Sunday’s post has me thinking about other ways my outlook on technology has changed as I’ve been exposed to more of its underbelly. In particular, how I’ve softened my derision towards technology that doesn’t actually allow us to do anything new.
From what I can tell, there are two main ‘modes’ in which technology moves forward:
- By reducing the amount of ‘stuff’ (energy, material, manpower) necessary to do the same things we could before.
- By giving us the ability to do something we couldn’t do before.
Examples of the first mode are everywhere, but one of my favorites is the fact that it used to be a feat of strength to crush a soda can with a single hand while now people do it instinctively. It’s not that we have all become stronger through secret infusions of super-soldier serum, but because functional cans can now be made with far less aluminum.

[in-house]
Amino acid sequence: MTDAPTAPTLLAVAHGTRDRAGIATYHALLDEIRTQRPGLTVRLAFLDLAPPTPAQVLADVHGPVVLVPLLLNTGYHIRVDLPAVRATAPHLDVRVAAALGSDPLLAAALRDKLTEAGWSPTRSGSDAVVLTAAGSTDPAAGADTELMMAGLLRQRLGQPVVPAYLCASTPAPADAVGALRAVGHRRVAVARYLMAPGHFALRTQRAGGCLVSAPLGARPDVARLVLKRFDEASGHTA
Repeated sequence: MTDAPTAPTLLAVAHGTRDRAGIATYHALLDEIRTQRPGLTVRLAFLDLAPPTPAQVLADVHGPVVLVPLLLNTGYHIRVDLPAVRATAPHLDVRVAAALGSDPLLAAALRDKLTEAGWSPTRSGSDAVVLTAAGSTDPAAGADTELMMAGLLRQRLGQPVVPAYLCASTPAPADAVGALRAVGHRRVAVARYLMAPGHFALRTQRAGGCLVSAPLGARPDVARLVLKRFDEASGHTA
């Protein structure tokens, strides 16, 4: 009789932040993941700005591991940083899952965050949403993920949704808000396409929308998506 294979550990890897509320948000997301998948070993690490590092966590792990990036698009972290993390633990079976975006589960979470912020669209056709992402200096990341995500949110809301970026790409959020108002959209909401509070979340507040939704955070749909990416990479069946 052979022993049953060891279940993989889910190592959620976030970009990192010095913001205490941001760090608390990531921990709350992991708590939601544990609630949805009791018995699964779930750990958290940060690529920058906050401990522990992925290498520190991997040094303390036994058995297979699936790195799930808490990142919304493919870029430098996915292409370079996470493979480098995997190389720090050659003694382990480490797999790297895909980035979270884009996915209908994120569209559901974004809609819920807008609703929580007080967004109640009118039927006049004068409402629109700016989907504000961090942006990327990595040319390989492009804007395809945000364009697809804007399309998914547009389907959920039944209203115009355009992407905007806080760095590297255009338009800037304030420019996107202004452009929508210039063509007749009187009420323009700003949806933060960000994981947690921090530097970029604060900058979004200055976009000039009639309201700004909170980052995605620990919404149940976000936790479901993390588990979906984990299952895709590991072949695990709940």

I would argue that the majority of innovations fall into this category, a fact that I used to find depressing. Sure, increasing efficiency saved money, resources and time, but it just felt so … boring and uninspired (this is arrogant past-me thinking.) It was like putting a little bit more mud on the mud castle that someone had built before you.
The key that I missed was that without the first type of advance, the second would never happen. It is exactly the extra time, energy, and money saved by increases in efficiency that allows us to develop brand-new capabilities. It’s another way of seeing continuous changes leading to tipping points and discrete changes.